321 Studios makes similar claims for its DVD X Copy and DVD Copy Plus software, which allow consumers to copy movie discs. But movie studios and other software makers have alleged the software is an aid to piracy and is illegal under the Digital Millennium Copyright Act (DMCA), which prohibits the distribution of software or devices intended to circumvent copyright protections.
321 has been waiting more than six months for a decision in a suit filed by seven leading movie studios that argue its DVD products violate the DMCA.
Bishop-Cross said 321 hasn't heard any objections from the game industry to the new product and doesn't expect any challenges. "We're pretty confident in our position with Games X Copy," she said. "There's legal precedent set for backing up software."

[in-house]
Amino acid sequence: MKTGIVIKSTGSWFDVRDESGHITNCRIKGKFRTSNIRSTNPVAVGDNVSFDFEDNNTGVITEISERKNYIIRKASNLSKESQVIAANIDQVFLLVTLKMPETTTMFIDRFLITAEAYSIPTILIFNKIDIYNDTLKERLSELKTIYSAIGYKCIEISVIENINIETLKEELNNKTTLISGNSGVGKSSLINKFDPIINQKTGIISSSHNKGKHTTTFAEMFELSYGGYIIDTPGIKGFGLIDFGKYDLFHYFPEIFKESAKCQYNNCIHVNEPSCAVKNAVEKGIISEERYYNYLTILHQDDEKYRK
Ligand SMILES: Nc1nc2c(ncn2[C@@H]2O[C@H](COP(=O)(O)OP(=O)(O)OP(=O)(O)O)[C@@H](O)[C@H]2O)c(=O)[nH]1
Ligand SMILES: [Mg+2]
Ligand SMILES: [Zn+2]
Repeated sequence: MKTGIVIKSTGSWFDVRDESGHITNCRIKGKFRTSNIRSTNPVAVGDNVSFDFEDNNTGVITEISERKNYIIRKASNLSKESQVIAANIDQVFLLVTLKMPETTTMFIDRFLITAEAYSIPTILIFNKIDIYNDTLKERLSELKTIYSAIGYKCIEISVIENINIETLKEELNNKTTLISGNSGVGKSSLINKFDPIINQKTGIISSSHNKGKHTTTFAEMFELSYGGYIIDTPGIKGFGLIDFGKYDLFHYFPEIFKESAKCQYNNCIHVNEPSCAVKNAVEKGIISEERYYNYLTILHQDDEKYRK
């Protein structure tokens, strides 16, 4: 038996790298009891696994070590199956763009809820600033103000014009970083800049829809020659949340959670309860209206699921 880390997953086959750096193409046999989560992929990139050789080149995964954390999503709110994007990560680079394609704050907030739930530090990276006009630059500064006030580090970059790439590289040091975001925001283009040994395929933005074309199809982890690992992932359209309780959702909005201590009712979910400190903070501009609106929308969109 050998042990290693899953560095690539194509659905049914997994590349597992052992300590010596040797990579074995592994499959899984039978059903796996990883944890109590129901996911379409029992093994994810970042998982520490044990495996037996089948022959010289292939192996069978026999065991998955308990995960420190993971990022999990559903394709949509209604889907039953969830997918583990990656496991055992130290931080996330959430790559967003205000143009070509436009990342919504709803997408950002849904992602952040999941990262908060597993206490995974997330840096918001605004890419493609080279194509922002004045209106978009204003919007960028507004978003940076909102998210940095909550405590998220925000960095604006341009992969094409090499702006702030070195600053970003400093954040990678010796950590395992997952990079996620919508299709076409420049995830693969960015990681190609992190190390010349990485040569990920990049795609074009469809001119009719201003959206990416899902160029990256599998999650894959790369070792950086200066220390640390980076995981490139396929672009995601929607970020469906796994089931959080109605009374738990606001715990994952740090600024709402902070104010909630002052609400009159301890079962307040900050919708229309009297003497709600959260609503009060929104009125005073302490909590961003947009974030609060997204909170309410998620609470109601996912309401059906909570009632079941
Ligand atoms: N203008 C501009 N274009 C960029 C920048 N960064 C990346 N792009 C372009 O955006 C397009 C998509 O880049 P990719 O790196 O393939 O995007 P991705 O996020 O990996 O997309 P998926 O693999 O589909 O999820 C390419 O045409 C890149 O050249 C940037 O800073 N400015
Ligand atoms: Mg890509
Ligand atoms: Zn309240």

A representative of the Entertainment Software Association, a game industry trade group that prosecutes piracy cases, did not respond to a request for comment on the 321 product. The group has estimated that piracy of game software costs U.S. companies more than $3 billion a year.
Games X Copy is available now for $60. It works on PCs running any recent version of Windows.